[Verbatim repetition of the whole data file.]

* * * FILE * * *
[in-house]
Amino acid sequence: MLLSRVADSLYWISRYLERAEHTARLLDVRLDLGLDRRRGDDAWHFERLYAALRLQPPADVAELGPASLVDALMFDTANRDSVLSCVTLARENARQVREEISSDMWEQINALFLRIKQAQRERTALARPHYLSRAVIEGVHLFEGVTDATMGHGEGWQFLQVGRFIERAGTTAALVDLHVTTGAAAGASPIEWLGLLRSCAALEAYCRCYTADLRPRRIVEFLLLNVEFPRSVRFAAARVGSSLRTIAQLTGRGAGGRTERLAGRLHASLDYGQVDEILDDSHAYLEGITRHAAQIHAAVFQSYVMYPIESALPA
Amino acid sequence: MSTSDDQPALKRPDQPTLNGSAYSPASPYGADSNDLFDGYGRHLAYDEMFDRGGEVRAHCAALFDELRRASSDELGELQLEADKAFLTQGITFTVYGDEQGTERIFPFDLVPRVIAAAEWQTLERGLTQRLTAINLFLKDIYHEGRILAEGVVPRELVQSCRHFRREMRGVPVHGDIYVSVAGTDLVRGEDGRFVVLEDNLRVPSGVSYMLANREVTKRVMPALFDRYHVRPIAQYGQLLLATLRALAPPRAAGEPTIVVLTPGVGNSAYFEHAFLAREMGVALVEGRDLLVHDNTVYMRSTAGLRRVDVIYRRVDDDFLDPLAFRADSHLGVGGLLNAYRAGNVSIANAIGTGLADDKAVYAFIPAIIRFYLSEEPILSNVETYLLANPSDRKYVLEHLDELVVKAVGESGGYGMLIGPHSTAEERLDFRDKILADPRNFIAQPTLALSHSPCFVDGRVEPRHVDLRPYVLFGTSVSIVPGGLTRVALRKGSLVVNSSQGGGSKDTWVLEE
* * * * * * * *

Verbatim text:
[in-house]
Amino acid sequence: MLLSRVADSLYWISRYLERAEHTARLLDVRLDLGLDRRRGDDAWHFERLYAALRLQPPADVAELGPASLVDALMFDTANRDSVLSCVTLARENARQVREEISSDMWEQINALFLRIKQAQRERTALARPHYLSRAVIEGVHLFEGVTDATMGHGEGWQFLQVGRFIERAGTTAALVDLHVTTGAAAGASPIEWLGLLRSCAALEAYCRCYTADLRPRRIVEFLLLNVEFPRSVRFAAARVGSSLRTIAQLTGRGAGGRTERLAGRLHASLDYGQVDEILDDSHAYLEGITRHAAQIHAAVFQSYVMYPIESALPA
Amino acid sequence: MSTSDDQPALKRPDQPTLNGSAYSPASPYGADSNDLFDGYGRHLAYDEMFDRGGEVRAHCAALFDELRRASSDELGELQLEADKAFLTQGITFTVYGDEQGTERIFPFDLVPRVIAAAEWQTLERGLTQRLTAINLFLKDIYHEGRILAEGVVPRELVQSCRHFRREMRGVPVHGDIYVSVAGTDLVRGEDGRFVVLEDNLRVPSGVSYMLANREVTKRVMPALFDRYHVRPIAQYGQLLLATLRALAPPRAAGEPTIVVLTPGVGNSAYFEHAFLAREMGVALVEGRDLLVHDNTVYMRSTAGLRRVDVIYRRVDDDFLDPLAFRADSHLGVGGLLNAYRAGNVSIANAIGTGLADDKAVYAFIPAIIRFYLSEEPILSNVETYLLANPSDRKYVLEHLDELVVKAVGESGGYGMLIGPHSTAEERLDFRDKILADPRNFIAQPTLALSHSPCFVDGRVEPRHVDLRPYVLFGTSVSIVPGGLTRVALRKGSLVVNSSQGGGSKDTWVLEE